YHE-HALAKHA: TOPICS IN HALAKHA
Praying Facing a glass Mechitza
R. Baruch Weintraub
A question has been raised regarding the existing situation in the
women's section of
Yeshivat Har Etzion and other synagogues, where the women pray
facing a mechitza made of glass (actually, a one-way mirror). The problem
is that at night the image of the woman standing in prayer is reflected in the
glass, a situation which seems to be at odds with an explicit ruling of the
A person is forbidden to pray facing a mirror, for he appears to be bowing down
to his own reflection. (90:71).
In my humble opinion, however, there are several reasons this ruling
should not apply to this situation.
1) Based on an
understanding of the source of the prohibition to pray facing a mirror, which is
to be found in the words of the Radbaz:
[Our Sages] of blessed memory said that a person is forbidden to pray [while
standing] behind his master. And I heard that the reason is so that people
should not say that he is bowing down to his master… Based on this very reason,
we forbid a person to pray facing a mirror, so that people should not say that
he is bowing down to his own reflection. (Responsa Radbaz, vol. IV, no.
The Bet Yosef (no. 90) cites Mahari Abuhav, who cites Sefer
ha-Me'orot, that with respect to permanent seats in a synagogue, one is
permitted to pray while standing behind his master. And this is also the ruling
of the Mishna Berura:
For everybody knows that this seat is designated for the master, and this one
for the student, and so there is no arrogance, or [concern about appearing] as
if he were bowing down to him. (90:76)
That is to say, the reason "that people should not say" does not apply.
There does not appear to be any reason to distinguish in this regard between
praying while standing behind one's master and praying facing a mirror. As such,
any distinction between the two should need to be proven.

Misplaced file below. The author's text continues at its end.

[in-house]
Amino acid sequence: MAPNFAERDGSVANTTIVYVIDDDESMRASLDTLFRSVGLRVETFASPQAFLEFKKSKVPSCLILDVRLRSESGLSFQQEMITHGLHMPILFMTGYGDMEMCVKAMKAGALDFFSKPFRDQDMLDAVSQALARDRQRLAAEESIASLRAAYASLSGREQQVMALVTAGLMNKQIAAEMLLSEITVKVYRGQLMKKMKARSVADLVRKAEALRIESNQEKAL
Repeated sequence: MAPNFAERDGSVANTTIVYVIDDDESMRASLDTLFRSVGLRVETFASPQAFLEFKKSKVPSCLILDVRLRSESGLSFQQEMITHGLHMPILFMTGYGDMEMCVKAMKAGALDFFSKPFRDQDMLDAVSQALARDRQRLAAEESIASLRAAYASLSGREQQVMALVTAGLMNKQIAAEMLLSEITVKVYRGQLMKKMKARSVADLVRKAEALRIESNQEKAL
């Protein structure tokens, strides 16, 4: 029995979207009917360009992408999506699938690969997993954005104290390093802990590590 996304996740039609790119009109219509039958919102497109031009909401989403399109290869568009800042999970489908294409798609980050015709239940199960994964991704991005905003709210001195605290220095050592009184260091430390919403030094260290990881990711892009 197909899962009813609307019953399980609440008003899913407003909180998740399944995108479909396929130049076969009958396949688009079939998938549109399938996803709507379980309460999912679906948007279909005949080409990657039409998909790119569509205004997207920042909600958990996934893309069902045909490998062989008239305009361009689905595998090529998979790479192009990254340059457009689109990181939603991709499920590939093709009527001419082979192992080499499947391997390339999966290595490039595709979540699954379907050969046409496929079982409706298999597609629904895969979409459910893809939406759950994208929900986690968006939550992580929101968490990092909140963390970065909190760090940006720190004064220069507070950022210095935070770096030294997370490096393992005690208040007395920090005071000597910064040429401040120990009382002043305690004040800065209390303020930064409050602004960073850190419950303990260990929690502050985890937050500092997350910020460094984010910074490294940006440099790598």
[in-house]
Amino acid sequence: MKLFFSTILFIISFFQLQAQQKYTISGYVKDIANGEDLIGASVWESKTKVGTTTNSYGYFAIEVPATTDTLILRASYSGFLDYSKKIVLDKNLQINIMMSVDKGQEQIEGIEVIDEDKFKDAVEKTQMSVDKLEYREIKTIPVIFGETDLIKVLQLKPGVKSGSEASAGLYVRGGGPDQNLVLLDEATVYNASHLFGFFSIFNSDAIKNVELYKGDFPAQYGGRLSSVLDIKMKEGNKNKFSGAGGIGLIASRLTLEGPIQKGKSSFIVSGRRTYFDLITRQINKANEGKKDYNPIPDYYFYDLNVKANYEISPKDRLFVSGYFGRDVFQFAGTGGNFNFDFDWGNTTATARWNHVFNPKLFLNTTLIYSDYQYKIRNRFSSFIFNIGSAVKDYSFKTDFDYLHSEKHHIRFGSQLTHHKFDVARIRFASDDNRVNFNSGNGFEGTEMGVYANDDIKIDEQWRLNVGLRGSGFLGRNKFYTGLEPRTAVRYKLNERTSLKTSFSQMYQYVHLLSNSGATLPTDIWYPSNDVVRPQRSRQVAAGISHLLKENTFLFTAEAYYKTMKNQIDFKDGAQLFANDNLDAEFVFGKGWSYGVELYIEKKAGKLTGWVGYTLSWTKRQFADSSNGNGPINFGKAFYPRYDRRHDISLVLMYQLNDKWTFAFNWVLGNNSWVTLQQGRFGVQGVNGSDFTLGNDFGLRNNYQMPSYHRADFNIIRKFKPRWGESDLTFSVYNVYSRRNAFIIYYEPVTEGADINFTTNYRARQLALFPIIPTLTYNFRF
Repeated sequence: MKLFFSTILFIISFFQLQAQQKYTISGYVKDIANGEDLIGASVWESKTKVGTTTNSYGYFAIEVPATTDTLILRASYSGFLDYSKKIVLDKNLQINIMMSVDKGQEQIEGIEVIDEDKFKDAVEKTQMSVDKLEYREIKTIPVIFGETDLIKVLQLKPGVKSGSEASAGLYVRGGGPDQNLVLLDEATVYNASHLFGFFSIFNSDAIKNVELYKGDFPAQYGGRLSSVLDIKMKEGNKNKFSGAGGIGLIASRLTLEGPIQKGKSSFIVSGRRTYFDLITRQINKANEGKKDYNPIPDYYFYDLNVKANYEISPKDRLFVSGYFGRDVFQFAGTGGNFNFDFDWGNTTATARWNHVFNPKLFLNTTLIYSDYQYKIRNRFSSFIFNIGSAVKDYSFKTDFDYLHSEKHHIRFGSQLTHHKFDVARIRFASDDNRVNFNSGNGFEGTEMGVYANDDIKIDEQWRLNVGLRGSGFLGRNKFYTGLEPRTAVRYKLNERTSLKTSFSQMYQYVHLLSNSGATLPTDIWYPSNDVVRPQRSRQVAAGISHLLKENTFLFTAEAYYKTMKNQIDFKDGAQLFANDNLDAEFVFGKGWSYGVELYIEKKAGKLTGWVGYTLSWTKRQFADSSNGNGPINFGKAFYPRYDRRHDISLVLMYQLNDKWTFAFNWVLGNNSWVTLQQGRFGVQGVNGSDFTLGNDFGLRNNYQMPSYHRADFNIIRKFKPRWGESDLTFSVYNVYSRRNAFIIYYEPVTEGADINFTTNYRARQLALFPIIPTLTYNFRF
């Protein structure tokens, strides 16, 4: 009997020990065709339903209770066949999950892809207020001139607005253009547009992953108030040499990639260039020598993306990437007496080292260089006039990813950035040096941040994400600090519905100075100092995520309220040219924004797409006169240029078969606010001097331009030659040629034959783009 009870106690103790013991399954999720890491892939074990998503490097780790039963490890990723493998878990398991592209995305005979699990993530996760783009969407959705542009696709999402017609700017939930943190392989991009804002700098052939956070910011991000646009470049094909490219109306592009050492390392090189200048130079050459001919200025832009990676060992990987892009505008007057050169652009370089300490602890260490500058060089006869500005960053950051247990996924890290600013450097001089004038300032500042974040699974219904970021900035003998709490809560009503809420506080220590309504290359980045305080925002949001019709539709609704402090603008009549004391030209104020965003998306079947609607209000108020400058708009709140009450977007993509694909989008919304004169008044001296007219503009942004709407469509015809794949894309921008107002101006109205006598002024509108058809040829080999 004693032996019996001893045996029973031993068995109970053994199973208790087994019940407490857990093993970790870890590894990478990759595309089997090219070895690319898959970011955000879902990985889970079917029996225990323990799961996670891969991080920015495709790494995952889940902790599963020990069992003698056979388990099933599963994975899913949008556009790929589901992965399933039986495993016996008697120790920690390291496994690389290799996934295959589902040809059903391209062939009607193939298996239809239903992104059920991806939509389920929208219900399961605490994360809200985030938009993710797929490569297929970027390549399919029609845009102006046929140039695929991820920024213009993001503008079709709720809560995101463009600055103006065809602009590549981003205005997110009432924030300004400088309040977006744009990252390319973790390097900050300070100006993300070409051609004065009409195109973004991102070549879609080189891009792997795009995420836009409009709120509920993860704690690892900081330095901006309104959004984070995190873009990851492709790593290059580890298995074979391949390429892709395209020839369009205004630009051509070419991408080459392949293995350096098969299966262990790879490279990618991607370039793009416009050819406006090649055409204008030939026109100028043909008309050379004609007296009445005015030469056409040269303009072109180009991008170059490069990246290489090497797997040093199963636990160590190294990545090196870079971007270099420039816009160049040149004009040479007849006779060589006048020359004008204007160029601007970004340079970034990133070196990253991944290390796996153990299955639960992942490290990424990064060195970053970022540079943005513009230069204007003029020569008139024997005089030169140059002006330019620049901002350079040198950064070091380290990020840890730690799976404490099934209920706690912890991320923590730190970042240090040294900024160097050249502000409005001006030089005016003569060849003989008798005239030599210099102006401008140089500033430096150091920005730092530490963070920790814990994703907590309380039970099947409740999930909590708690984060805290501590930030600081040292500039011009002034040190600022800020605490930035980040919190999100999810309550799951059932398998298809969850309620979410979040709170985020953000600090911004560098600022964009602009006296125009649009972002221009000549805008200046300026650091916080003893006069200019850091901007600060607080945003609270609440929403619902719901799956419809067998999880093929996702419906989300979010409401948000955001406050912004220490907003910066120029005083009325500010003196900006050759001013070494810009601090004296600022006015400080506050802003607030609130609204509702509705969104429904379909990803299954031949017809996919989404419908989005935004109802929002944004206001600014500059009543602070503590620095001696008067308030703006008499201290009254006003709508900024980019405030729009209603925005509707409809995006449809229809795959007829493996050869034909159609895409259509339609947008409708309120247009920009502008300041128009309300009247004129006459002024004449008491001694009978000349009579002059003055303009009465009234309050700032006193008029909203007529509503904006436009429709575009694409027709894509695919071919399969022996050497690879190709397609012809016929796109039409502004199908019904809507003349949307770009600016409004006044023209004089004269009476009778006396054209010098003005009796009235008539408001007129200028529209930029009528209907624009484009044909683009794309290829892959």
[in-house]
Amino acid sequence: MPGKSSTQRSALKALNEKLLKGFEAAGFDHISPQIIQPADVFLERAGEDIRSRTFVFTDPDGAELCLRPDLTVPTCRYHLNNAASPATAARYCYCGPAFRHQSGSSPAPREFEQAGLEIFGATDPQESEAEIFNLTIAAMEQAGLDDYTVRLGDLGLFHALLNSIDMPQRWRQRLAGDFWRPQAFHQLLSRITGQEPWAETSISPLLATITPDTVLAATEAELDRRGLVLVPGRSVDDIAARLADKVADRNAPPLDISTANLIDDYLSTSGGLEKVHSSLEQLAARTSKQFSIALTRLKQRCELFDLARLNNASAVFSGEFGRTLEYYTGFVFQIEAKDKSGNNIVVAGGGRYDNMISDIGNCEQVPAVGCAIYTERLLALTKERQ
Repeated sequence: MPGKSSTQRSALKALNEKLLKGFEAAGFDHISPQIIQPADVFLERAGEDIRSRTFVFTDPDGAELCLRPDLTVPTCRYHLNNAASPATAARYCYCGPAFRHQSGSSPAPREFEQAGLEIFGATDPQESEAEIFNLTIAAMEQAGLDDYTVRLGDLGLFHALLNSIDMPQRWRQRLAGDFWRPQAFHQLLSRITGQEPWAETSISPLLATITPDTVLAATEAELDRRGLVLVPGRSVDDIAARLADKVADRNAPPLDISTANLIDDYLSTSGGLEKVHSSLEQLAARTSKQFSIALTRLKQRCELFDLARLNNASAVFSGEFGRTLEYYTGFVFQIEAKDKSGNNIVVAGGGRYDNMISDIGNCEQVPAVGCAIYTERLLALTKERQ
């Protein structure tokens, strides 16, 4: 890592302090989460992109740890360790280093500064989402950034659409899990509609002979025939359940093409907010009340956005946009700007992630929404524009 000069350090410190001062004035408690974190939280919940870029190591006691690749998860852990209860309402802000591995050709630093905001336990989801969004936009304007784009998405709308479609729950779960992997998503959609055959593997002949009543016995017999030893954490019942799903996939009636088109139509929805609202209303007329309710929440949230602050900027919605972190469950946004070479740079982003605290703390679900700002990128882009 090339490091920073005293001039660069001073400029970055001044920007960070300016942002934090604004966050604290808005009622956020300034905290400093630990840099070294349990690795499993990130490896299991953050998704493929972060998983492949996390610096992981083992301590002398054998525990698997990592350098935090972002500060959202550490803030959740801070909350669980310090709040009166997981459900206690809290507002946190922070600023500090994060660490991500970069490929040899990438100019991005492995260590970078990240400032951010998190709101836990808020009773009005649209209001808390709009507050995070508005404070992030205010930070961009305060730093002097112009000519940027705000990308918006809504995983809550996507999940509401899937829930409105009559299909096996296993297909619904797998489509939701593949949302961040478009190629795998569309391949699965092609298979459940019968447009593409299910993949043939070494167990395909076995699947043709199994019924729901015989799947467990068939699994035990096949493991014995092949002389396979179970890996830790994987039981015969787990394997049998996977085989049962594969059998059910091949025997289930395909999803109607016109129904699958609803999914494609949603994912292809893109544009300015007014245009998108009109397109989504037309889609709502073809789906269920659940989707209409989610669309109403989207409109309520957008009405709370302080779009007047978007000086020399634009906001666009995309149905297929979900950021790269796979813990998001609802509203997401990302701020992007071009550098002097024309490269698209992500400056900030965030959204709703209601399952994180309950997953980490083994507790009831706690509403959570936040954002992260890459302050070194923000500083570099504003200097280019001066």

2) As was stated above,
the basis of the prohibition to pray facing a mirror is that the person would
appear to be praying to himself. It seems clear that this argument is only
applicable to a person praying facing a mirror, but not to a person praying
facing reflective glass or the like that is not meant to serve as a mirror. For
somebody praying facing reflective material does not appear as if he wished from
the outset to pray to himself. So writes the Shevet ha-Levi in a
responsum addressing a question raised concerning a chazzan who stands
before a "Shiviti" sign that is made from polished metal and presents the
chazzan with his own reflection:
The Radbaz and the Posekim are dealing with an actual mirror that is made
so that a person may see his reflection and anyone looking into the mirror does
so with this intention. This is not the case here where the letters are made for
the sake of the sanctity of "Shiviti." This is the goal, not the shine
and polish of a mirror. Accordingly, he will not come under suspicion of bowing
down to his own reflection, for everybody knows that he is bowing down to the
name of God, blessed be He (Shevet
ha-Levi, vol. 9, no. 21).
An argument similar to that of the Shevet ha-Levi is found in the
Yalkut Yosef (90, no. 41; 150, no. 11).
It seems to me that these allowances provide sufficient basis to overcome
the problem of the person appearing as if he were bowing down to his own
reflection. I wish to present another consideration that relates to a second
problem discussed by the Posekim regarding one who prays facing a mirror,
namely, the problem of mental concentration. It seems to me that analyzing this
consideration should shed additional light on the entire discussion.
It is indeed possible that from time to time a woman will not adopt the
recommended solution of closing her eyes when praying facing glass, and her
mental concentration on her prayers will indeed suffer. It seems to me, however,
that even if the concern about diminished concentration is legitimate, the great
gain afforded by allowing women to pray in the women's section of Yeshivat Har
Etzion and other such places, even though they are facing glass, outweighs the
small possible loss. In the Yeshiva, it is on the High Holidays, when the
women's section is especially crowded, that there is particular demand for the
seats facing the glass. This is true despite the concern that the women's
reflections will lead to a decrease in their concentration. The reason for this
seems to be clear. The women sitting close to the mechitza can see the
prayer in the Bet Midrash and feel that they are part of the collective service.
Despite the concern that at times they will momentarily become distracted by
their reflections, the overall gain and improvement in their prayer is so much
greater and more significant, gain that would be utterly lost by the
installation of shades or curtains.
May our women's prayers be accepted before Him who listens to prayer, and
may the words of Eli be fulfilled:
Then Eli answered [Chana] and said, “Go in peace, and may the God of Israel
grant you your petition which you have asked of Him.” (I Shmuel 1:17).
(Translated by David